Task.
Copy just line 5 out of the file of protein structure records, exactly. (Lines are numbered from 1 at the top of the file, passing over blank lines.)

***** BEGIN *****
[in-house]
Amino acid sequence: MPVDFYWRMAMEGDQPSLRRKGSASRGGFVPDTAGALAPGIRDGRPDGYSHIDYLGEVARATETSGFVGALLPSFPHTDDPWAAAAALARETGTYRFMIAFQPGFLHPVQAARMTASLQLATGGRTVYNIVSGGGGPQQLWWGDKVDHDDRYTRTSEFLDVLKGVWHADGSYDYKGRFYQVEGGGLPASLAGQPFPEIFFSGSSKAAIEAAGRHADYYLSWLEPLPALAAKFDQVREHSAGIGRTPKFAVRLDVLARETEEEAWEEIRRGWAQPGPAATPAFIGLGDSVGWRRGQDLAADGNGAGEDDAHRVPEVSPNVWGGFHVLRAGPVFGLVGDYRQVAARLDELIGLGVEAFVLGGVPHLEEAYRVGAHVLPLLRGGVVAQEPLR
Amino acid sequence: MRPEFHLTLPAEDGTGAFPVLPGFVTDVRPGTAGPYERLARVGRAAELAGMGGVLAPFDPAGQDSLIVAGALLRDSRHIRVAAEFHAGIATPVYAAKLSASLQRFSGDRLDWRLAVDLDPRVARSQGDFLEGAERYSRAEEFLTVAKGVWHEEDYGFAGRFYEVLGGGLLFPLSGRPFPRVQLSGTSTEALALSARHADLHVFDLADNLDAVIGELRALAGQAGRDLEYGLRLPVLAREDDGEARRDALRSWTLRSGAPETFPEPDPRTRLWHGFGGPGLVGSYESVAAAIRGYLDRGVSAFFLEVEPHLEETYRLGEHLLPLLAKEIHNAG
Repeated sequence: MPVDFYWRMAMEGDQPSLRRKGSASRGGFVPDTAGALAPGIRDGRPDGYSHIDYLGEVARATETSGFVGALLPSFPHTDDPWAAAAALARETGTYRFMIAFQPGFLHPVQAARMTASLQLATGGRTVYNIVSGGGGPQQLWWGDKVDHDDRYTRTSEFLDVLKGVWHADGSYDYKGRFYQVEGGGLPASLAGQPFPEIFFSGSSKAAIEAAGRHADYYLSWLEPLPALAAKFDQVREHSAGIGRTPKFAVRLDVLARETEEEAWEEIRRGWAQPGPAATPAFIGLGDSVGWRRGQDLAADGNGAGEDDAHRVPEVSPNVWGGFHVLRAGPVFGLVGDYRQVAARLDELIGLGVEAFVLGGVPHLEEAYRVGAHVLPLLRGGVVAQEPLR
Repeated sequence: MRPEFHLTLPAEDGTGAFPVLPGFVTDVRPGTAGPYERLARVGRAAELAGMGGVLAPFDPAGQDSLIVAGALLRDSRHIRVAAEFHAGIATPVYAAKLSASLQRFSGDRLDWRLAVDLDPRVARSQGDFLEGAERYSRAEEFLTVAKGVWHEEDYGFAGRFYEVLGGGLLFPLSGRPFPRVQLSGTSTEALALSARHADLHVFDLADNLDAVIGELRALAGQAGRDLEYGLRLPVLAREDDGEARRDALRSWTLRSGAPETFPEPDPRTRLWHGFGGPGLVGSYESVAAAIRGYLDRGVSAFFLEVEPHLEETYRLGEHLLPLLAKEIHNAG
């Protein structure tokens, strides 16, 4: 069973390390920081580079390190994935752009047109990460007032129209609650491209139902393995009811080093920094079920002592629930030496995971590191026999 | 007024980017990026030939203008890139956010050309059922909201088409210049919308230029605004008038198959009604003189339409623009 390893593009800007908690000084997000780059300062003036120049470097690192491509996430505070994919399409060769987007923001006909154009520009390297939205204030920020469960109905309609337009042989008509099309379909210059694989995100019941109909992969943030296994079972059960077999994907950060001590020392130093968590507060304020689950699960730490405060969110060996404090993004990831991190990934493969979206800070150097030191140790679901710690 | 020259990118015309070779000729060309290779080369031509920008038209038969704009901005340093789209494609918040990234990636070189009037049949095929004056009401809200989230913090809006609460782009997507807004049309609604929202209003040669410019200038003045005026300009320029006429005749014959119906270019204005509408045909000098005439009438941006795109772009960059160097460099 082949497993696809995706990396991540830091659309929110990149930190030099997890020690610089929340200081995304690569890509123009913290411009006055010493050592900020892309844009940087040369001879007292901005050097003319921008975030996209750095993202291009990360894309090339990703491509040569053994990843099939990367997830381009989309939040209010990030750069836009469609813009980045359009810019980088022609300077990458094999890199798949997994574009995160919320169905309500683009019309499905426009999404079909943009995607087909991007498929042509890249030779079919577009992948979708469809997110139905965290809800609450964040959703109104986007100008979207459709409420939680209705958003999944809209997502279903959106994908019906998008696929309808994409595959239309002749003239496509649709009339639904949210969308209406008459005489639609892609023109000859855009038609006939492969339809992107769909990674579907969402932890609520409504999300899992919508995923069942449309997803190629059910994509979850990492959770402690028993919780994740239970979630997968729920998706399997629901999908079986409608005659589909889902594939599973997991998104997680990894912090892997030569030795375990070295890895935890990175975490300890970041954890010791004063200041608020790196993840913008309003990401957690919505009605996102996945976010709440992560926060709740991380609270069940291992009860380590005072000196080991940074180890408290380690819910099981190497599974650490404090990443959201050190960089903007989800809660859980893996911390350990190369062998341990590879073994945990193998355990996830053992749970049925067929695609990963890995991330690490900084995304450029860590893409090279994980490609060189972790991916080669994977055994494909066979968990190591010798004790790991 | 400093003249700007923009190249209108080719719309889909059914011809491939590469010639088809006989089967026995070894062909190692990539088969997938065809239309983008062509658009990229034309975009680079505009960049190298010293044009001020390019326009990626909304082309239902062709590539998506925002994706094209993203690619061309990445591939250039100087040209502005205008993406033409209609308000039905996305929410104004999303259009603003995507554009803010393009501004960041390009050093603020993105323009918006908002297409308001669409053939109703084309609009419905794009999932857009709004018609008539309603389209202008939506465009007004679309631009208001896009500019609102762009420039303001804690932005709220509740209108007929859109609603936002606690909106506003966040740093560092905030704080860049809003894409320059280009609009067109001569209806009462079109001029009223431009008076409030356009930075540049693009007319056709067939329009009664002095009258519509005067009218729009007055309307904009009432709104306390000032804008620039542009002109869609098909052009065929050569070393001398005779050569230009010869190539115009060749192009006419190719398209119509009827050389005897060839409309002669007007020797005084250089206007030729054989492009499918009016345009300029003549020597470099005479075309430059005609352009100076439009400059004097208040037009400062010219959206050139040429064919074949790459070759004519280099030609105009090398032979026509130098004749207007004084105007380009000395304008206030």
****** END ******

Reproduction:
Repeated sequence: MRPEFHLTLPAEDGTGAFPVLPGFVTDVRPGTAGPYERLARVGRAAELAGMGGVLAPFDPAGQDSLIVAGALLRDSRHIRVAAEFHAGIATPVYAAKLSASLQRFSGDRLDWRLAVDLDPRVARSQGDFLEGAERYSRAEEFLTVAKGVWHEEDYGFAGRFYEVLGGGLLFPLSGRPFPRVQLSGTSTEALALSARHADLHVFDLADNLDAVIGELRALAGQAGRDLEYGLRLPVLAREDDGEARRDALRSWTLRSGAPETFPEPDPRTRLWHGFGGPGLVGSYESVAAAIRGYLDRGVSAFFLEVEPHLEETYRLGEHLLPLLAKEIHNAG